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A newish service from Amazon that might be useful to more than a few folks around here: Amazon Glacier
Amazon Glacier is an extremely low-cost storage service that provides secure and durable storage for data archiving and backup. In order to keep costs low, Amazon Glacier is optimized for data that is infrequently accessed and for which retrieval times of several hours are suitable. With Amazon Glacier, customers can reliably store large or small amounts of data for as little as $0.01 per gigabyte per month, a significant savings compared to on-premises solutions. -- Read More
Barry H. Landau, the once-esteemed collector of presidential memorabilia, was sentenced seven years in federal prison Wednesday for stealing thousands of historic documents from archives and libraries in Baltimore and up the East Coast. The 64-year-old was also ordered to pay roughly $46,000 in restitution. No sentencing date is yet set for his 25-year-old accomplice, Jason James Savedoff, who, like Landau, has pleaded guilty to theft of major artwork and conspiracy charges.
If something is where it's supposed to be, can you still call it a "discovery"? Suzanne Fischer, in the Atlantic, says "no."
It's an interesting discussion about cataloging archival material and the work that is, by necessity, still on the shoulders of researchers, spurred by the recent reporting of the "discovery" of a medical report filed by Charles Leale, the first doctor on the scene when Abraham Lincoln was fatally shot at the Ford Theater.
In the case of the recent press on the Leale report, the report had not yet been catalogued, cutting off discovery for ordinary researchers searching with finding aids and online catalogues. It's very possible, of course, with the volume of material that archives hold, for a particular professional to not know exactly what the repository holds. This is because archivists catalogue not at "item level," a description of every piece of paper, which would take millennia, but at "collection level," a description of the shape of the collection, who owned it, and what kinds of things it contains. With the volume of materials, some collections may be undescribed or even described wrongly.
From The Verge,
"As the publication world is dragged, kicking and screaming, into the digital world, a lot of complex issues come up. One of the most important, especially for librarians and archivists (not to mention students of history looking to the future), is the question of preservation...The problem, says Barbara Galletly reporting for Digital Book World, is that the foundation for such a transition has not been properly laid, digital preservation is a largely chaotic, random affair right now, and the metadata itself is unstable."
In National Archives thefts, a radio detective gets his man
Goldin exposed what authorities have called “one of the most egregious instances of theft” from the National Archives, where the government preserves billions of historic documents, photographs and recordings. On Thursday, that investigation is scheduled to culminate in the sentencing in Greenbelt’s federal court of a longtime Archives official who has admitted to stealing nearly 1,000 recordings, many of them rare.
In dusty library, a link to heroic past
An engraving inside a medical text depicting the baptism of Jesus in the Jordan River, at Brown University's library, in Providence. The engraved print, unearthed in a rare collection of books that once belonged to a student in the 1700s, was by the American Revolution icon Paul Revere, and is only the fifth copy known to exist.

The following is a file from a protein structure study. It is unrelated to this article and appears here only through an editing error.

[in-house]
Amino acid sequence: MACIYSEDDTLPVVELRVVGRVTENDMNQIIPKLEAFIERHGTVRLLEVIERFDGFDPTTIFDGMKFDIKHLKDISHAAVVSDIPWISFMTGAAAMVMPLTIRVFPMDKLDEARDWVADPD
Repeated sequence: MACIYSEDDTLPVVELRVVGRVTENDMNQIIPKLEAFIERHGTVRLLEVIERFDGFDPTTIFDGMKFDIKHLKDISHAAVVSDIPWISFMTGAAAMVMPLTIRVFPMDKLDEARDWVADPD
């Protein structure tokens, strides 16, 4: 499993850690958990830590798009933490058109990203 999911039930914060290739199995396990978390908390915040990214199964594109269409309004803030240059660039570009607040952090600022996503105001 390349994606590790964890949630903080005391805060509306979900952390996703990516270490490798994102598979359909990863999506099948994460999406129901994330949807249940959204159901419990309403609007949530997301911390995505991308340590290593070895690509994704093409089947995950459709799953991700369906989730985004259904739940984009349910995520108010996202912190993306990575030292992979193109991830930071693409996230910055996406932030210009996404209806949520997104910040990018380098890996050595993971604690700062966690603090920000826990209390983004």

Conservatives defend cuts to Archives Canada
Responding to criticism that budget cuts are undermining the ability of Library and Archives Canada to preserve Canada's documentary heritage, a spokesman for Heritage Minister James Moore said Thursday that efforts to digitize the collection will give Canadian taxpayers greater access while saving them money.
NEWTOWN, Conn. — J. David Goldin, an eccentric 69-year-old with a handlebar mustache and an obsession with radio, was trolling eBay one evening in September 2010, looking for old radios and recordings, when he spotted an item that piqued his interest: the master copy of a broadcast radio interview with baseball legend Babe Ruth as he hunted for quail and pheasants on a crisp morning in 1937.
For a moment, Goldin contemplated bidding. It was the kind of historic recording that would fit perfectly in his collection of more than 100,000 radio broadcasts, all meticulously enhanced and preserved on tapes stored in thin white boxes on a maze of shelves in his humidity- and temperature-controlled basement “vault.” Then he leaned closer to his computer, adjusted his thick glasses and studied the record’s photograph and description.
What happened next would set in motion a federal investigation with a twist worthy of a classic radio drama.
Archive Team Targets Digital Dark Ages
Archive Team is a loose collective of rogue archivists, programmers, writers and loudmouths dedicated to saving our digital heritage. Since 2009 this variant force of nature has caught wind of shutdowns, shutoffs, mergers, and plain old deletions - and done our best to save the history before it's lost forever. Along the way, we've gotten attention, resistance, press and discussion, but most importantly, we've gotten the message out: IT DOESN'T HAVE TO BE THIS WAY.
'The written word endures' at archives
Photos of sod shanties. Newspaper clippings. Naturalization papers. Court testimony. A letter to President Ulysses S. Grant. Actual government red tape.
Volunteers who are digitizing Nebraska's homestead records at the National Archives are encountering more than a treasure trove of historical and genealogical information.
"You never know what you'll find," said Jackie Budell, an archives specialist who supervises the volunteers. "That's what we call 'psychic pay.' "